MRC Staff

Renee Molina, Director

I am the Director of Maderas Rainforest Conservancy. The rainforest has been a part of me since an early age. I grew up playing in rainforest rivers and streams in the mountains of northern Nicaragua my birthplace. I have been working in conservation since 1995. I started teaching art in the rainforest, a site specific sculpture seminar in which students learn to apply materials and techniques to generate site specific work in the Rainforest. I have traveled to Central America extensively and understand the needs of rural rainforest communities on many levels. My training is in Architecture and hold Masters degree from the Ohio State University. Although i’m not a scientist architecture has given me a multidimensional approach at looking at the world and how to make positive impacts in poor rural rainforest communities.


Dr. Laura Bolt

Dr. Laura Bolt is a primatologist who holds degrees from the University of Cambridge (UK), University of Toronto, and Queen’s University (Canada). Her research interests include primate vocal communication, primate behavioral ecology, and forest fragmentation. Dr. Bolt’s research is of broad interest to the general public and has received international media attention, with
coverage by news agencies including National Geographic, Reuters, the UK’s Daily Mail, and Science Daily.

As co-director of the La Suerte Forest Fragmentation and Primate Behavioral Ecology Project, Dr. Bolt’s current research focuses on mantled howler monkey (Alouatta palliata), white-faced capuchin monkey (Cebus capucinus) and Central American spider monkey (Ateles geoffroyi) behavioral ecology in a fragmented tropical rainforest in Costa Rica.

Dr. Bolt’s published and ongoing work also focuses on vocalization usage in the ring-tailed lemur (Lemur catta), a basal primate endemic to Madagascar that is one of the best living models of gregarious primate ancestors. Dr. Bolt studies communication behaviour in wild lemurs at Beza Mahafaly Special Reserve, Madagascar, with the goal of better understanding the evolution of cognition in the primate order and identifying which traits may be fundamental. Dr. Bolt’s work to date has demonstrated the complexity and sophistication of communication systems in a basal strepsirhine primate.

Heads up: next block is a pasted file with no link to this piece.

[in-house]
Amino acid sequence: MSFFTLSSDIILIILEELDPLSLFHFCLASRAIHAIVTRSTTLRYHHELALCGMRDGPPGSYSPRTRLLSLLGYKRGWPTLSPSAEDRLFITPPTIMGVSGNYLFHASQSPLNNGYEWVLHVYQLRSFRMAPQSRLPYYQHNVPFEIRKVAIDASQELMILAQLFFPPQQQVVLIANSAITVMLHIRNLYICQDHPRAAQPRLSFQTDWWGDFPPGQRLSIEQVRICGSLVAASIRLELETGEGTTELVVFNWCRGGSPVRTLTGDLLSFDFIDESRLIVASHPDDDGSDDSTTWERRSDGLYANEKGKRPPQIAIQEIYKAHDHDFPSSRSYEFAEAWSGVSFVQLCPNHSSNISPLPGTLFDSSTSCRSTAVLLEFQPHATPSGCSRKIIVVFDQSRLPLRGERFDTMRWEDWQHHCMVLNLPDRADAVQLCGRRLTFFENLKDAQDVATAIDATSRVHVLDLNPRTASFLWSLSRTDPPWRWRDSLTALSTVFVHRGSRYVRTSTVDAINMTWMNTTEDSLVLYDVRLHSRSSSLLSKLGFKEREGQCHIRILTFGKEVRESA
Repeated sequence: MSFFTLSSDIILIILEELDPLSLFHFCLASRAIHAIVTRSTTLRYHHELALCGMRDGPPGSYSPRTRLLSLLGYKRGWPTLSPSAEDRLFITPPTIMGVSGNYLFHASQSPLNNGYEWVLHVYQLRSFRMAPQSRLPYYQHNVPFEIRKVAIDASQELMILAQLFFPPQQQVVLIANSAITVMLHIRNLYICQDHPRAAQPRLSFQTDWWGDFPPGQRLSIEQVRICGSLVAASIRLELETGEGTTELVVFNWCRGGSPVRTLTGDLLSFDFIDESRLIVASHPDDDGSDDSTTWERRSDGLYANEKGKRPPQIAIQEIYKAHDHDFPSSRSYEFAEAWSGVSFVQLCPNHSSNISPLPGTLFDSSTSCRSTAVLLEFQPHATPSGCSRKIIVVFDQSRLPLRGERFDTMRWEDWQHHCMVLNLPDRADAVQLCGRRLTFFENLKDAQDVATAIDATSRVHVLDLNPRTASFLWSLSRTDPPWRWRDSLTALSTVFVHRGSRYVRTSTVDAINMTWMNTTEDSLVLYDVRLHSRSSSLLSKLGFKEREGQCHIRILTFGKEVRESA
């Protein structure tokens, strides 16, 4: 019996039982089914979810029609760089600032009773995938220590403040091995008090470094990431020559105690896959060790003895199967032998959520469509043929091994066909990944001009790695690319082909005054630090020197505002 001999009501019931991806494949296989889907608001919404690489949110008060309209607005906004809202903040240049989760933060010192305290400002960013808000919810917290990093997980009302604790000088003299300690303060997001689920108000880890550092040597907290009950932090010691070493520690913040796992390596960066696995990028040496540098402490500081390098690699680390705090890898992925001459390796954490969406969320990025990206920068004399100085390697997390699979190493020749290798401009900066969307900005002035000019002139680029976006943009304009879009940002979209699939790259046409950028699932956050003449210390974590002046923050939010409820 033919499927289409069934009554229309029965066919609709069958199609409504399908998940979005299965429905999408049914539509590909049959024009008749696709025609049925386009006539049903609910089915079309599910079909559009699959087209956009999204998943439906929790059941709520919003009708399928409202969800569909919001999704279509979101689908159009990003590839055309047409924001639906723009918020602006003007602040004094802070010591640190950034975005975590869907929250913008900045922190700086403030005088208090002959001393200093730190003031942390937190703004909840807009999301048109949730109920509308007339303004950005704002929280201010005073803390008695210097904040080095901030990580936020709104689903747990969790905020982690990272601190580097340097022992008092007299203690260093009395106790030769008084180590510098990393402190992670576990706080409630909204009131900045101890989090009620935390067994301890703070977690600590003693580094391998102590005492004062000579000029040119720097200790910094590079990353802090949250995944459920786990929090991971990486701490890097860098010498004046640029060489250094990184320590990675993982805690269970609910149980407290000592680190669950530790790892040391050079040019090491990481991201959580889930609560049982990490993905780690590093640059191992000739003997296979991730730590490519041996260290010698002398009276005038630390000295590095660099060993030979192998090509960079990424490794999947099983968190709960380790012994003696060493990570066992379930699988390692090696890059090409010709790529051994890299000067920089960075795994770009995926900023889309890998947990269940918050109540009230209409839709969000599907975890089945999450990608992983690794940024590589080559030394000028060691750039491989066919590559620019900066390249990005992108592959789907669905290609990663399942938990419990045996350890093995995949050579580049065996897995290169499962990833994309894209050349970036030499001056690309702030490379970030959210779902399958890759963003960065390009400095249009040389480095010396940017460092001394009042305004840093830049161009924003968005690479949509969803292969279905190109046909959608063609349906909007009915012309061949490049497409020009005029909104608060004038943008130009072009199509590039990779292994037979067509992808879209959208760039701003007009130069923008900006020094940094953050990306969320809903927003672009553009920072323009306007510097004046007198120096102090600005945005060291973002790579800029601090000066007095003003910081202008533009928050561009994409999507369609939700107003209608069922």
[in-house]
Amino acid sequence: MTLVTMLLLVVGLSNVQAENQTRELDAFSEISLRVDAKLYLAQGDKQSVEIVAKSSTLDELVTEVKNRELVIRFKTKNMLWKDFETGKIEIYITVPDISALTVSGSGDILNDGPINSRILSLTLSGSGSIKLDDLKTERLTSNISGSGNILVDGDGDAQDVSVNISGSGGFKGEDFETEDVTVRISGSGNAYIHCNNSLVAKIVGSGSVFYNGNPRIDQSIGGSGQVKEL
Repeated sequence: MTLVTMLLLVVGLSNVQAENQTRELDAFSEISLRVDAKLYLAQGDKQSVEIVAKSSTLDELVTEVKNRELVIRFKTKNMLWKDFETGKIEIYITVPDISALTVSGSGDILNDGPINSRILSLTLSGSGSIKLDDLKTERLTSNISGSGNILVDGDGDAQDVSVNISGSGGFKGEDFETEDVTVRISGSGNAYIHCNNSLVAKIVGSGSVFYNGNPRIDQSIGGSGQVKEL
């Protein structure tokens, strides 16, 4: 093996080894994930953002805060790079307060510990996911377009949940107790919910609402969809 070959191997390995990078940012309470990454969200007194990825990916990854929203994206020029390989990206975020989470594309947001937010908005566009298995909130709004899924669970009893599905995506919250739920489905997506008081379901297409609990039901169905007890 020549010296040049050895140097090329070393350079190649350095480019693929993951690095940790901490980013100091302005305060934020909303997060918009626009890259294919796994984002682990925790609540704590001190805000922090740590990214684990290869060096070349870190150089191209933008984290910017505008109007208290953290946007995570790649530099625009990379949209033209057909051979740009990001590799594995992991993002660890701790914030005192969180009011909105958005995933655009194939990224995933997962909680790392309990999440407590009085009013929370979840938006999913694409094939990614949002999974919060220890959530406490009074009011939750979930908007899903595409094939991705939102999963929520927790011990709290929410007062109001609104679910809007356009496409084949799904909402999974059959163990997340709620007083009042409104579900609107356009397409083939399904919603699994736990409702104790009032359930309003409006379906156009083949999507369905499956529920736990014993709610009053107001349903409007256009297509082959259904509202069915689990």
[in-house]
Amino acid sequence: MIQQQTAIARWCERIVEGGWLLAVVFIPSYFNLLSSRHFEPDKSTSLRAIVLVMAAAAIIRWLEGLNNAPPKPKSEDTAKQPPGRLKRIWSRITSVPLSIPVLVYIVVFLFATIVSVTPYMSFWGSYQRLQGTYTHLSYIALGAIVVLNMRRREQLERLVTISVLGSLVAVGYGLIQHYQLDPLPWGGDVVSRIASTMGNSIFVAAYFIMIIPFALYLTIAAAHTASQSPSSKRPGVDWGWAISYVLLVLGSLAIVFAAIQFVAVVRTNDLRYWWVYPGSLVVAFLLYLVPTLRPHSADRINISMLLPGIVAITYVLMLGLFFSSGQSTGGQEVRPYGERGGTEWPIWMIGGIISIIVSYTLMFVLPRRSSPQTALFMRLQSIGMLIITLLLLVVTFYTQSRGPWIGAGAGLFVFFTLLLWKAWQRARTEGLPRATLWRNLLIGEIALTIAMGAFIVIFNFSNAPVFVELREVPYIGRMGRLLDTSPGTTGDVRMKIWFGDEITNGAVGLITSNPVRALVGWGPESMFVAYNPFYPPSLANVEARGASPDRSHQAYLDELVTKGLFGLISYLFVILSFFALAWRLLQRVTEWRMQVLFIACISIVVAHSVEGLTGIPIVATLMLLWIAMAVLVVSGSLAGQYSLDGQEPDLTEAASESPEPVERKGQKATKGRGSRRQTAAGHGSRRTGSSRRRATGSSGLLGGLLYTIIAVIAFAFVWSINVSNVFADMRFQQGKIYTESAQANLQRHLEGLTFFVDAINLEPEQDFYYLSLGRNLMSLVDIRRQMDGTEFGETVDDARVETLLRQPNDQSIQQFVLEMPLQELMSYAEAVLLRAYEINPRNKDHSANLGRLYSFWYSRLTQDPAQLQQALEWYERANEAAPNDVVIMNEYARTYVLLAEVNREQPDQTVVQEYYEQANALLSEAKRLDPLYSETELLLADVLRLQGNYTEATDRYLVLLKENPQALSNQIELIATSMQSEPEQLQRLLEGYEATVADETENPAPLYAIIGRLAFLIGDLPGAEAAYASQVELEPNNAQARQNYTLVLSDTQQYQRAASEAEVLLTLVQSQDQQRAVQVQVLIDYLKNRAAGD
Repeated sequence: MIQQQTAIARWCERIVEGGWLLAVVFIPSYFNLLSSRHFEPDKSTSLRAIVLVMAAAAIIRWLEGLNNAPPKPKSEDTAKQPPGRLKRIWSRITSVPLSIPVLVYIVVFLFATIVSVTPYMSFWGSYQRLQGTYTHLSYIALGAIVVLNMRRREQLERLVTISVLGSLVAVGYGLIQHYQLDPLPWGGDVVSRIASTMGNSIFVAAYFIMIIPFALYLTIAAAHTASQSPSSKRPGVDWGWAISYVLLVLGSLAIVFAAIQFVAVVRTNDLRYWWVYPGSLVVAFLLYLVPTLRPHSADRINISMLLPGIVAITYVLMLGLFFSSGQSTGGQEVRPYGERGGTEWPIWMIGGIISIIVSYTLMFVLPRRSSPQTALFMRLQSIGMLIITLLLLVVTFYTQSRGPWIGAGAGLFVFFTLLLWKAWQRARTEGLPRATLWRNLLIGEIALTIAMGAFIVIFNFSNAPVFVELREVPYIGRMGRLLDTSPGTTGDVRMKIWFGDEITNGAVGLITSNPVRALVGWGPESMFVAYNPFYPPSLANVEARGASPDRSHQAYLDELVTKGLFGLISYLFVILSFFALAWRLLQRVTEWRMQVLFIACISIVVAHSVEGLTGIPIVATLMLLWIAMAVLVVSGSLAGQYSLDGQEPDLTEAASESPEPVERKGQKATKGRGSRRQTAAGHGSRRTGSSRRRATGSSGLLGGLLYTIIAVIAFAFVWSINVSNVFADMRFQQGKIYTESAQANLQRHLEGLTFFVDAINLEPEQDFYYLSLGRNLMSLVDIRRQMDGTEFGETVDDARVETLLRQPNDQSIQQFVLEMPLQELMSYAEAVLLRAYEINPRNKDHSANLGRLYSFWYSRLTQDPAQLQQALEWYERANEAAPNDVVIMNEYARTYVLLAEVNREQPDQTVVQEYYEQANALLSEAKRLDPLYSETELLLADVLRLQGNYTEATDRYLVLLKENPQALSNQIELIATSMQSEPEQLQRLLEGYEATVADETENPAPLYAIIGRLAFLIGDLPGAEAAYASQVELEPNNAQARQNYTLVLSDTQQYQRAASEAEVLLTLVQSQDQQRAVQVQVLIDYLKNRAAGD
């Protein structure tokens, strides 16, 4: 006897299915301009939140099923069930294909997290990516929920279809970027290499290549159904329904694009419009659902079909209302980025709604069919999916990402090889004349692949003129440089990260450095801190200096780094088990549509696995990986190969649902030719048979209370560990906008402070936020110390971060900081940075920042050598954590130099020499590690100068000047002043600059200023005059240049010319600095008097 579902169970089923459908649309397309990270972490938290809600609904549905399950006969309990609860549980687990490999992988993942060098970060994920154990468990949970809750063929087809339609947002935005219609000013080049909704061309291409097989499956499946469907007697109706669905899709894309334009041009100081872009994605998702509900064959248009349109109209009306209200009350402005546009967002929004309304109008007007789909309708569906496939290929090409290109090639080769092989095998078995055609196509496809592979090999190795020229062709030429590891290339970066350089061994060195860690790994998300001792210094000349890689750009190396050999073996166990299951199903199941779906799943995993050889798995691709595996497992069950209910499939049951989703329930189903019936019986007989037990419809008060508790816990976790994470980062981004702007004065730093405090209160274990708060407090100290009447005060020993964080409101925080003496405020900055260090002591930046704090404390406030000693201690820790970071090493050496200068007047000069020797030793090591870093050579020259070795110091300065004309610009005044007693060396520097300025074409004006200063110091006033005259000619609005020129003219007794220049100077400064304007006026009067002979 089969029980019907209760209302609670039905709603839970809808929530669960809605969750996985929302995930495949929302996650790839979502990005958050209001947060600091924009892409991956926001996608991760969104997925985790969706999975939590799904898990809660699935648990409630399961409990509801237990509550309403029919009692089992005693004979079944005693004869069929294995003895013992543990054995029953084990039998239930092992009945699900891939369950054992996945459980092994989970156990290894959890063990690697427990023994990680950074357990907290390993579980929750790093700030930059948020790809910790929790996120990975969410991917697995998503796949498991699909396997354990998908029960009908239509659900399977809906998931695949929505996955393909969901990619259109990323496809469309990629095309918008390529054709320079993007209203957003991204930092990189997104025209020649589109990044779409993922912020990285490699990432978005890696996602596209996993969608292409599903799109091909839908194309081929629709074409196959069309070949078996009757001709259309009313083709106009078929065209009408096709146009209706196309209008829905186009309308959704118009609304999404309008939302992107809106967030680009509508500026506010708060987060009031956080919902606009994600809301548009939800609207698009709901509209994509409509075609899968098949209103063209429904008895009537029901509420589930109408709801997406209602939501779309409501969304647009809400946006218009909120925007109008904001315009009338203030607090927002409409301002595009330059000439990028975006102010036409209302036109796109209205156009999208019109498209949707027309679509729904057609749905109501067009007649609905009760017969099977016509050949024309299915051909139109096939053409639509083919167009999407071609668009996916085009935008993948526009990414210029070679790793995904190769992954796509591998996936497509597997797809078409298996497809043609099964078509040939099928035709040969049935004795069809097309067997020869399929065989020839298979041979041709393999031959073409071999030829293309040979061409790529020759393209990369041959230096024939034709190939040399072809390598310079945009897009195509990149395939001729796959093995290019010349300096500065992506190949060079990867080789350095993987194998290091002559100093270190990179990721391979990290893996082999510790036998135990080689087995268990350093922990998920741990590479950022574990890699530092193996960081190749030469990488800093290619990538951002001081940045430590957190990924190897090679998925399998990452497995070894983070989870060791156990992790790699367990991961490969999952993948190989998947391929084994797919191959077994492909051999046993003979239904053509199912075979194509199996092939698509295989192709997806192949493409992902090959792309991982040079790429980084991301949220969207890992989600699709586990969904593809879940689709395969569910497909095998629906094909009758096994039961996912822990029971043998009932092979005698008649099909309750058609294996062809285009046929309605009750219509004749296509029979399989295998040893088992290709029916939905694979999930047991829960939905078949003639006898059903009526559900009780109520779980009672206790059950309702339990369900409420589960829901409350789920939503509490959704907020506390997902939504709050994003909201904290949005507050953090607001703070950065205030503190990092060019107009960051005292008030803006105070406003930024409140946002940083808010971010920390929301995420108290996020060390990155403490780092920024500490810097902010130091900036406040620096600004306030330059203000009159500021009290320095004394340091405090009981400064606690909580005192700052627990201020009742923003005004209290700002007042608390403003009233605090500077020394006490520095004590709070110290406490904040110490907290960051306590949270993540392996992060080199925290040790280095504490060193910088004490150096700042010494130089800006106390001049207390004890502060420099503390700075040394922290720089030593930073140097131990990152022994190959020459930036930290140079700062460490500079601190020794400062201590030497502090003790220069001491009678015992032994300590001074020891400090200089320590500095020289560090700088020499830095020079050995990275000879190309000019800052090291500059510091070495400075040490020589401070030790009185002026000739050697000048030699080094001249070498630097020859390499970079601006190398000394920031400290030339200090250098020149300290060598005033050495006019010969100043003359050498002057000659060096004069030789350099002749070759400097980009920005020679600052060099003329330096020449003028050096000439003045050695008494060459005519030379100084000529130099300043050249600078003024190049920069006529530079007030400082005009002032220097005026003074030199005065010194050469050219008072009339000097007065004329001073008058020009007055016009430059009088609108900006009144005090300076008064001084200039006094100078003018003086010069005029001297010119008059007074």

As an experienced university lecturer, Dr. Bolt has taught courses at the University of Toronto, University of Toronto Mississauga, University of Waterloo, and OCAD University (Toronto, Canada) ranging from introductory topics in biology and biological anthropology to advanced seminar classes. Dr. Bolt consistently receives outstanding teaching evaluations. She has led primate field courses for Maderas Rainforest Conservancy since 2014 in Costa Rica and Nicaragua.

Dr. LaRoy Brandt

Although my educational background suggests a certain affinity toward insects, my research experience and interests are quite eclectic to say the least. Overall, I would consider myself an organismal biologist and general ecologist with an emphasis in conservation. I have particular interests in biodiversity, conservation ecology, and environmental health. These interests include tropical forest ecology and conservation, water quality in temperate and tropical regions, impacts of habitat fragmentation on biodiversity, as well as the science of teaching and learning. Currently, I am particularly interested in the utility of occupancy modeling to address ecological and conservation questions across a variety of applications.

Publications (for a full list click Faculty Bio)

  • Brandt, L.S.E. 2012. Broader Impacts of Undergraduate Research at a Community College: Opening Doors to New Ideas. Council for Undergraduate Research Quarterly 33(1):17-21.
  • Brandt, L. S. E., B. Ludwar, and M. D. Greenfield. 2005. Co-occurrence of preference functions and acceptance thresholds in female choice: mate discrimination in the lesser was moth. Ethology 111 (6), 609-625.
  • Brandt, L. S. E., and M. D. Greenfield. 2004. Condition-dependent traits and the capture of genetic variance in male advertisement song, (Lepidoptera: Pyrallidae: Achroia grisella). Journal of Evolutionary Biology 17 (4), 821-828.
  • Sandidge, J. S., and L. S. E. Brandt. 2003. Individual Identification and Nocturnal Observation of Small Arthropods Using Fluorescent Powders. Journal of Kansas Entomological Society 76 (3), 417- 425.

Dr. Tanja McKay

Dr. Tanja McKay is a Professor of Entomology in the Department of Biological Sciences at Arkansas State University and is the Director of the Environmental Sciences Graduate Program. She is also the Interim Director of the Molecular Biosciences Graduate Program. She teaches and does most of her research in the field of medical/veterinary entomology and stored-product entomology. She is originally from Nova Scotia, Canada where she received her B.S. degree from Acadia University, Wolfville, Nova Scotia. She moved to Winnipeg Manitoba in 1995 to pursue a MS degree in Entomology where she studied the biological control of house flies in dairy operations. In 2002, she received her Ph.D. in Entomology from Kansas State University. For her dissertation, she studied the behavior of a small parasitic wasp that parasitizes house flies. She examined the behavior of these wasps and addressed fundamental questions that may lead to an improvement in their effectiveness.